Saturday, February 25, 2017

The drowning rodent.

Since my early beginnings with fly fishing and fly tying i have been attracted to top water patterns. Unfortunately the conditions here in Ireland don't always make the pike go for flies presented on the surface, but if the fly is an inch or two under , for some reasons they will hit it without any problems. I still don't know why they like to attack flies that are just under the surface compared to something sitting on top but that the way it is, so we have to adapt to keep on catching.

I developed The drowning rodent to swim on the surface and to be able  to sink very slowly as well if needed. If you get the ratio of natural hairs and synthetics right, this fly will "struggle" to sink.Giving the perfect imitation of a rodent in distress. And thats the key of the success of this fly. Over the years spent on the water, i was lucky to see many different pike behaviours, and one in particular was pike hitting rodents that were either crossing a river or young ones having their first bath.
There is many different mouse patterns out there, but all of them are made of 100% deer hair compacted to float and swim on top. I tried them with some success, but it wasn't the results i was hoping for. So i decided to sit behind my vice and work on a new type of mice fly. One  that will float and sink a bit as well, giving the impression of a rodent in difficulty, struggling to keep himself afloat.
I am lucky to have access to full pelts of wild deer.

The belly of the fly is made of funky fibres, packed and trimmed to allow to soak up water and act as a keel. The top half is made of deer hair , i don't use belly hair but the hair from the sides or the back of the deer as they are a little less buoyant.These are compacted but not like a diver, just a gentle squeeze while you're adding the layers is enough. Practice with a few ties and you will find the perfect mix. While casting the fly , the funky fibres will shed water fast, allowing for the fly to sit perfectly on top when it will land. A few strips to move some water and give a chance for a nearby pike to locate the fly, and pause, let the water fill the belly and it will feel heavier, strip and it will dive a bit, pause and it will rise very slowly back to the surface. All with a very enticing wiggle from the articulation of the three parts and the wiggle tail. The attacks are always furious, no half measure there. And usually its sorts out the bigger fish (compare to a smaller mice or a Dahlberg diver).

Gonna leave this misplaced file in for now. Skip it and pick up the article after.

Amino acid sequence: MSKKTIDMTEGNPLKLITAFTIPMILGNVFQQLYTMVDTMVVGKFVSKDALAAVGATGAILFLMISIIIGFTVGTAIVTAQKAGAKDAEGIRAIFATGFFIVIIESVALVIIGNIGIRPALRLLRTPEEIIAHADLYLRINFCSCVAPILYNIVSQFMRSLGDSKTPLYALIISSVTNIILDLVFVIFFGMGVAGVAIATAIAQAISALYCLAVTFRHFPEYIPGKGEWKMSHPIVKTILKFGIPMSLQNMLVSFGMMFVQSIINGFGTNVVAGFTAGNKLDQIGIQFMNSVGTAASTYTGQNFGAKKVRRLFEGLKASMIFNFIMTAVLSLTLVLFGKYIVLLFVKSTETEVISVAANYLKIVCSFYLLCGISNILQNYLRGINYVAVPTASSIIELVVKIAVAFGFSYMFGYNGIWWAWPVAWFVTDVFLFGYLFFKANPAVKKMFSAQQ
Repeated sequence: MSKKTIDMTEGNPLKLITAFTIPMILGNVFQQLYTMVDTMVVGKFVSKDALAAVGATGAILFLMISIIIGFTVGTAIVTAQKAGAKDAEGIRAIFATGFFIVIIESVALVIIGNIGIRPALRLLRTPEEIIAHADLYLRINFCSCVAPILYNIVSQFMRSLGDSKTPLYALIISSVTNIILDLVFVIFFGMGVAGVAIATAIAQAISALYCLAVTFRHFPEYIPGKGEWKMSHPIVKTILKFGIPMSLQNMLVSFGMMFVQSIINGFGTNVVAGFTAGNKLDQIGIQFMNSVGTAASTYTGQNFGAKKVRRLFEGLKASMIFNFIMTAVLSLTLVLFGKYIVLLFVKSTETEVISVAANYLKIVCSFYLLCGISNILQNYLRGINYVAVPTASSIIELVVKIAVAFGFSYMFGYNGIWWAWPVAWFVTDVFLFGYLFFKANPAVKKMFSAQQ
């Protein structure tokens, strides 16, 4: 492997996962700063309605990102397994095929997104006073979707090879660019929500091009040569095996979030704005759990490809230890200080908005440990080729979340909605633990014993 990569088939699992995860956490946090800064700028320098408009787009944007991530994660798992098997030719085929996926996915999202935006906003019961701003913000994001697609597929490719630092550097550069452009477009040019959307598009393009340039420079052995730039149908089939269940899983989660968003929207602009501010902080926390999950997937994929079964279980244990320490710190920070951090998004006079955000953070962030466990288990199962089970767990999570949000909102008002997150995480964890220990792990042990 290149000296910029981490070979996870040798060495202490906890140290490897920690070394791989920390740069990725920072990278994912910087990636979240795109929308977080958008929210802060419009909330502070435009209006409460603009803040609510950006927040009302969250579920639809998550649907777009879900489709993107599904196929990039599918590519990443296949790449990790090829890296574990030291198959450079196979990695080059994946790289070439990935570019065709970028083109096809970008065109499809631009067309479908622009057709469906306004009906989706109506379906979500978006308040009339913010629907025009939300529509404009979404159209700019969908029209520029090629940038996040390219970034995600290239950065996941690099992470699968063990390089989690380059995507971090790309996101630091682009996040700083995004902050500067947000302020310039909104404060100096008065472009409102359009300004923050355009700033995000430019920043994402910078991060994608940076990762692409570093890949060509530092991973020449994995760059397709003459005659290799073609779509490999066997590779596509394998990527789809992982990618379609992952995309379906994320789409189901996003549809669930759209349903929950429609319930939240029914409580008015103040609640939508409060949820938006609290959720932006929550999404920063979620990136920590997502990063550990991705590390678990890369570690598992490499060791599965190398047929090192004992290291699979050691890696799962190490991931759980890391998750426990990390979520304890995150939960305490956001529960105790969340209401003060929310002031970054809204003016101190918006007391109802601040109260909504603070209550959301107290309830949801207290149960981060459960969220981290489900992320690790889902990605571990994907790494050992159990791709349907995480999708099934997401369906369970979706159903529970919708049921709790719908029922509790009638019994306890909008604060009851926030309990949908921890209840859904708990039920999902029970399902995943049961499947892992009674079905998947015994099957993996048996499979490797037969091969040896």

The legs give extra movement as well.I cut these from thin shammy leather. Cut them long as they need to flap a bit on the side of the tie. I add a pair of moustaches made out of coated wire.Tie two downwards so they will act as a simple weed guard as well.

As usual, here's a video of the tie. Please, like and subscribe to my YouTube channel as this support will keep me making more videos in the future.

Saturday, February 11, 2017

Back in the air

Following my misadventure with Lily (the start up drone that failed to see production line) i went for the obvious choice, Mavic.

Its the portability of Mavic that attracted me straight away, fits in a small Pelican case, or in a dry bag. I hoping to push this little beast, but i am still in the "baby step" mode...Its not exactly cheap, and it needs time to know and put into practice all that Mavic has to offer. Thanks to Youtube there is a crazy amount of guys flying it and putting up some cool tutorials. But i still feel uneasy having over a 1000€ flying over water.

The very first thing i'm practicing is to hand launch and land to be able to take Mavic with me on my pontoon , boat or float tube. It looks easy, but i know its going to be a totally different story doing these manoeuvres sitting in the middle of a lough or river. So, practice makes perfect and i don't want to get my fingers chopped..